Epidaurus Theater: The place for the spectators was divided into two tiers: the first one had 34 rows of places, the second one 21. The angle between theatron and scene divides a circumference of the basis of an amphitheater in ratio: 137°,5 : 222°,5 = 0.618.
Dionysus Theater Athens: Three tiers. The first tier has 13 sectors, the second one 21 sectors.
Now 13, 21 and 34 are Fibonacci numbers (0, 1, 1, 2, 3, 5, 8, 13, 21, 34, 55, 89, ...) with the property that the ratio an+1/an converges to phi.
Le Corbusier, one of the most important architects of the 20th century, was also interested in how the golden ratio is related to the anatomy of the human body. The United Nations building is divided in 3 golden rectangles but if you ask me it looks not very nice!
Le Corbusier building Paris/France
Leon Battista Alberti (1404–1472), a Florentine painter, sculptor, architect, musician, and poet ,or as he used to say a universal man, defined as a composition that rule by which the parts of things fit together. The golden rectangle rule was an important such harmonious proportion of parts in Art.
There was yet a fifth combination which God used in the delineation of the universe with figures of animals.
Plato says this discussing the dodecahedron. Maybe some explanation for this is that the pentagon is associated with the golden section and the corresponding ratio is observed in various biological systems (see the Links).
One must be careful if the use of the golden section in Art and Architecture as assumed by the Greeks in the Parthenon or elsewhere is actually true! The images may suggest that the Golden rectangle can be found in various parts. The golden rectangle is probably the most aesthetic rectangle at least as some tests have shown the result was close to the golden rectangle among different rectangles. It is this reason that probably many approximations of the golden rectangle can be found in various other examples in Art and Architecture.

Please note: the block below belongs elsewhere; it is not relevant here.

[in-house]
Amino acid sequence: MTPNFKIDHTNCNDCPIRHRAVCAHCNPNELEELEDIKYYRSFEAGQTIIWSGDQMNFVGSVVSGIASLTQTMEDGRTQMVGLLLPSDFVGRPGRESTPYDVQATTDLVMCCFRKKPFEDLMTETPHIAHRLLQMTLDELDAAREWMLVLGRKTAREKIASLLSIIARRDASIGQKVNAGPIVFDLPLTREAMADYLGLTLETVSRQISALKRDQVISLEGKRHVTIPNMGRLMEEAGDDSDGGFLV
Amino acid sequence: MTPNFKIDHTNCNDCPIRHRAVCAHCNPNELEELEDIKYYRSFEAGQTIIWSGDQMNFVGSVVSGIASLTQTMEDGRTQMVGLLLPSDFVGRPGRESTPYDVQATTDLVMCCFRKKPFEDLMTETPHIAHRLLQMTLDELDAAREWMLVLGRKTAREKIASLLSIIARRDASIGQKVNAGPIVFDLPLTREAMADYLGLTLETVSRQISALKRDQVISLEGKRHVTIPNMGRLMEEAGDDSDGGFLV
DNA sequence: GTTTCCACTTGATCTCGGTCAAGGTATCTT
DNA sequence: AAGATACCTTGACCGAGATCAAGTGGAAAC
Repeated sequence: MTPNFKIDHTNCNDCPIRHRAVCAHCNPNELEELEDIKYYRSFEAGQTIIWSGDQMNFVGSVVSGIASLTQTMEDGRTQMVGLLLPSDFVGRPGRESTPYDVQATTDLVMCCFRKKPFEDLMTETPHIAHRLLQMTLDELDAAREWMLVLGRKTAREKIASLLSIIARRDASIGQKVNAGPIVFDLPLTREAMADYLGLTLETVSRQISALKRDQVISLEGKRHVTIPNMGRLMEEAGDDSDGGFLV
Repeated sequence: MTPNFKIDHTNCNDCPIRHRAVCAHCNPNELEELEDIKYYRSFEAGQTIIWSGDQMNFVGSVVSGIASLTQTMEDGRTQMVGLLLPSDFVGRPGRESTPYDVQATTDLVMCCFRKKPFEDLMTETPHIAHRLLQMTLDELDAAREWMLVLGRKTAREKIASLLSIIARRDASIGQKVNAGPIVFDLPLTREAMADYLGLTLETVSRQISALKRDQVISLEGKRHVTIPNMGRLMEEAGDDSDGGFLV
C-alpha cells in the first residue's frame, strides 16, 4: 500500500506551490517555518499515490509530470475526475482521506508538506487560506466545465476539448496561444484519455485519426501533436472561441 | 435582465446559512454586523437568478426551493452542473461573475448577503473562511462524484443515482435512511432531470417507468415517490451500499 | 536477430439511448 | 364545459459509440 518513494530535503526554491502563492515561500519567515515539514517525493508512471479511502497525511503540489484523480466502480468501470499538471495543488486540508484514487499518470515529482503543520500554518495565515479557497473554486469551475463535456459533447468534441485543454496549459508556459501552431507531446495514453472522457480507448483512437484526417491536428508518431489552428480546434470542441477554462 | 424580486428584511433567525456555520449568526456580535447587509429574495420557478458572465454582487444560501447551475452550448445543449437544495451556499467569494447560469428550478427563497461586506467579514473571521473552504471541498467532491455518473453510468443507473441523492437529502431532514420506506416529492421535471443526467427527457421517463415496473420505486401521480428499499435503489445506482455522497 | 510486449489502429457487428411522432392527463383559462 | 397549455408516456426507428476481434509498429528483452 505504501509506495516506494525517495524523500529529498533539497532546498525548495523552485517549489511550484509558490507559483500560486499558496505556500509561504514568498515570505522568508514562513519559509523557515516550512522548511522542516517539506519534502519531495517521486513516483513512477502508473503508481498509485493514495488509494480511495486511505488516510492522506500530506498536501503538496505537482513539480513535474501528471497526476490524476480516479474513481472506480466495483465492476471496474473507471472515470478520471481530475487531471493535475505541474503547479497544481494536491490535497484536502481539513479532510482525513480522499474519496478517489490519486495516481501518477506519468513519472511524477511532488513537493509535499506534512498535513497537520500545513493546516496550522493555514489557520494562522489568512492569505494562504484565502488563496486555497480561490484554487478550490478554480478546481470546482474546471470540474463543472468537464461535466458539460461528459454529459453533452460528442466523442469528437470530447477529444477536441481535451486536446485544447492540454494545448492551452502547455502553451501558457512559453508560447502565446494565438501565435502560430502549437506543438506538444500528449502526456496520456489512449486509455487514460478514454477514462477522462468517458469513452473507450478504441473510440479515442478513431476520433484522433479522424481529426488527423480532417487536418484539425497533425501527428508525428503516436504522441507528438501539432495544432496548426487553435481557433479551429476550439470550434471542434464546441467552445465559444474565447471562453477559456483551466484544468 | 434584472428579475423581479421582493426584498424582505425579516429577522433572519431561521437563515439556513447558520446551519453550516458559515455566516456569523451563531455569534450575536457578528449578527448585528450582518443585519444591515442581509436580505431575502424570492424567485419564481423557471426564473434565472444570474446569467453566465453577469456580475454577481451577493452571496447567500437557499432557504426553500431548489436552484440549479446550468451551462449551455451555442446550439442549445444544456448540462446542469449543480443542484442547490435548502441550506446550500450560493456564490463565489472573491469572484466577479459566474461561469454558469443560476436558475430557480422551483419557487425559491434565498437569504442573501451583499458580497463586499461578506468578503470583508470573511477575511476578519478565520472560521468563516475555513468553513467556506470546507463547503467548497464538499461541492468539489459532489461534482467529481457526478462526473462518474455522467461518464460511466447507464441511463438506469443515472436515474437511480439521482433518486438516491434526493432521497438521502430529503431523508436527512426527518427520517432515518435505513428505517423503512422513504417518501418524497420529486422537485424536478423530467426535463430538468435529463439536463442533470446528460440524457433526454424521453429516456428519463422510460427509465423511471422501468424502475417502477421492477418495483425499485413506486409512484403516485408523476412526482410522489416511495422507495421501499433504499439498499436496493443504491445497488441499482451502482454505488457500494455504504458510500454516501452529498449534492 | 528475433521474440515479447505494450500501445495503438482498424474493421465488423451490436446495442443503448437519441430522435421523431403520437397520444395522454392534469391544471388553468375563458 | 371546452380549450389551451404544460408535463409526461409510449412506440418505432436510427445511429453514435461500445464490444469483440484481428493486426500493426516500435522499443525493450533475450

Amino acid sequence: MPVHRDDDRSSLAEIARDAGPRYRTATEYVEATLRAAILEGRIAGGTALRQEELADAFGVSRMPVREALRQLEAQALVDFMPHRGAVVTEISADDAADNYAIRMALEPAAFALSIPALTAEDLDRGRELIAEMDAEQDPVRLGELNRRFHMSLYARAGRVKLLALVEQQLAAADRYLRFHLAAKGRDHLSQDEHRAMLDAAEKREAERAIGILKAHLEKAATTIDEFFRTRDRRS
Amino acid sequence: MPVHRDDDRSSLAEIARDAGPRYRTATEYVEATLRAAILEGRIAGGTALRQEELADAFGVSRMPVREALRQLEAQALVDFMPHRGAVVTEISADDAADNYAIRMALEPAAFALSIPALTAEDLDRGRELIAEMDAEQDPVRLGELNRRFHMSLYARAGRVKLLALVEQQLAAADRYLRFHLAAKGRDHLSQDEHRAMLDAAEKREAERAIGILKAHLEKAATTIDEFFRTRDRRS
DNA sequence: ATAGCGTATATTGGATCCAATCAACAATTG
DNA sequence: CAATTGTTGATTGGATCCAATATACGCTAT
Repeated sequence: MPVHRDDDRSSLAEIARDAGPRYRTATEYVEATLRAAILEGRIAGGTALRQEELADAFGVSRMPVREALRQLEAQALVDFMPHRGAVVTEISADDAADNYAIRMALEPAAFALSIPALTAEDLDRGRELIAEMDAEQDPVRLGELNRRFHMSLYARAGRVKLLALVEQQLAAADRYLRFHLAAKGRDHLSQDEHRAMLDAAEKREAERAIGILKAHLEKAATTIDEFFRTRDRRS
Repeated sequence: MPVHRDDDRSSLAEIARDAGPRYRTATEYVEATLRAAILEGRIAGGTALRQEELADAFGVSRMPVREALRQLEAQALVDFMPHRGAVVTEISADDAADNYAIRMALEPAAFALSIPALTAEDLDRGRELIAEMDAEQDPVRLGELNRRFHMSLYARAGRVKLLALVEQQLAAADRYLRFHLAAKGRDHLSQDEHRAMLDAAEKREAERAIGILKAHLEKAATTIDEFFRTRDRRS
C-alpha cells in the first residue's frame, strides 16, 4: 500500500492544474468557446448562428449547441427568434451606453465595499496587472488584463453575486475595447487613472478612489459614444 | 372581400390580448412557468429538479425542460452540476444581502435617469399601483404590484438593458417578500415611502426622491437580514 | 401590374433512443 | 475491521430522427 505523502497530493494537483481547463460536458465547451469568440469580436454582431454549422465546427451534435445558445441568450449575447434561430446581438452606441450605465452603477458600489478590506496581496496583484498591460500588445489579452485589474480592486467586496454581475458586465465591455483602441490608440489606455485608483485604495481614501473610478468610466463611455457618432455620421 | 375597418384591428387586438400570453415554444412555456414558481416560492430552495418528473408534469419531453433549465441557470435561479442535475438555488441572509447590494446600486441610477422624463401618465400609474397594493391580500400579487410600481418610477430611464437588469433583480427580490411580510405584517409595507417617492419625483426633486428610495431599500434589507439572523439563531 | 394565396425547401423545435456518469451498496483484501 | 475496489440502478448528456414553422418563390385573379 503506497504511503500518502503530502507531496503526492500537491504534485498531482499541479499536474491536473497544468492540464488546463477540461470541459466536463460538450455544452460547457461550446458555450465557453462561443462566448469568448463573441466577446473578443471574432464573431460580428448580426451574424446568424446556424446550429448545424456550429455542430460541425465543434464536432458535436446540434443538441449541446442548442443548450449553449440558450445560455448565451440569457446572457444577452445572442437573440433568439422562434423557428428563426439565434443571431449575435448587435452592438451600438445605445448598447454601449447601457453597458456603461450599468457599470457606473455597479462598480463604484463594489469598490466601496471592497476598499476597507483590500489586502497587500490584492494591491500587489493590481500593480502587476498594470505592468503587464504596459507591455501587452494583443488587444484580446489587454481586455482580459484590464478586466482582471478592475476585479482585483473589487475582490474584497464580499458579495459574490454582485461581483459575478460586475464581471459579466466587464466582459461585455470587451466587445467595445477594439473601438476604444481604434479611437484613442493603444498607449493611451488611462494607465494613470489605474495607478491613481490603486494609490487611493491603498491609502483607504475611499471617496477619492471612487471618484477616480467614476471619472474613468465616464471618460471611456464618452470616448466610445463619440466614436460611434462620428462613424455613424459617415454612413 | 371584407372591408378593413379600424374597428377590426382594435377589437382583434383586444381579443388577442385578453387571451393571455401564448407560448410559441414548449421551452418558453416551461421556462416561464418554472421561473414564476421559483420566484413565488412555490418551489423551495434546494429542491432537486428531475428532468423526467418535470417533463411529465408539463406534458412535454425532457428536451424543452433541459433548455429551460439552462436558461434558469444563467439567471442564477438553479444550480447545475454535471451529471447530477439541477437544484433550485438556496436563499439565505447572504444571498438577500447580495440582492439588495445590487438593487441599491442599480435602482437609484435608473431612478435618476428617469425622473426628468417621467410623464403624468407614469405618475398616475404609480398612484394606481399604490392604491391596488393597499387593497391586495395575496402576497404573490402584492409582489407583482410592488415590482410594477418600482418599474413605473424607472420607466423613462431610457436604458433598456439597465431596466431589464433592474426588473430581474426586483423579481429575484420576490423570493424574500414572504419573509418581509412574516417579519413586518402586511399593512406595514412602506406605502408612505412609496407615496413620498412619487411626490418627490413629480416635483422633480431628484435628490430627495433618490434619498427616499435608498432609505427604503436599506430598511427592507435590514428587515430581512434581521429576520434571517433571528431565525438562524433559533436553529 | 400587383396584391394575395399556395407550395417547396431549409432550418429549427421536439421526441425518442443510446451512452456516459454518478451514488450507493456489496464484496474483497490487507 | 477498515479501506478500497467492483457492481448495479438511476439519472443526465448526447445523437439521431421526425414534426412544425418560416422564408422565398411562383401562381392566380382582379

Nevertheless there are some very important mathematical properties of the golden section. These properties are used in optimization algorithms such as the golden ratio search. It is incredible but the golden ratio number 1.618... is the most irrational among all irrational numbers: The most irrational number (American Mathematical Society)
Construction of the Golden Section and the Golden Rectangle, given AB the smaller side of the golden rectangle. Take a square with side AB and a perpendicular at the center of AB at K (AK = KB). Take the radius KB and draw a circle with K as center. The extension of AB is intersected at C. AC is the larger side of the golden rectangle.
See also: Kurt Hofstetter, A 5-step Division of a Segment in the Golden Section. Forum Geometricorum Volume 3 (2003) 205–206. (PDF File)
The Golden Section and the Fibonacci numbers in Nature
Twig and Leaf Phyllotaxy (Phyllotaxy from the Greek words phyllon, “leaf” and taxis, “arrangement”, arrangement of leaves on the stems of plants) about the golden section in Nature
Mathematics in the natural world (PDF File, c. 800 KB)
What has the golden ratio to do with beauty or anatomy ?
The golden ratio can be found also in the “molecule of life”, the DNA:
Henri Christiné (1867 - 1941). Phi-Phi.
Now in every work of art the basis of its composition is geometry or in other words the means of determining the mutual relationship of its component parts either on plane or in space... And again, since it is mathematics which lends significance to these relationships, it is only a natural step from having perceived them to desiring to portray them. This, in brief, is the genesis of a work of art. M. Bill. The Mathematical Way of Thinking in the Visual Art of Our Time, The Visual Mind: Art and Mathematics, M. Emmer, editor, Leonardo Books-MIT Press, Cambridge, 1993.
Quantum Physics and the Golden Section: Hardy's test of quantum mechanics (PDF File )
Architecture and Golden Ratio
A New Solution for the Parthenon's Golden Mean ( The Parthenon )
Martin Ohm, M. die Reine Elementar-Mathematik., 2nd edition, Berlin: Jonas Veilags-Buchhandlung, 1835.
The Golden Ratio: The Story of Phi, the World's Most Astonishing Number , Livio, M. The Golden Ratio: New York: Broadway Books, 2002.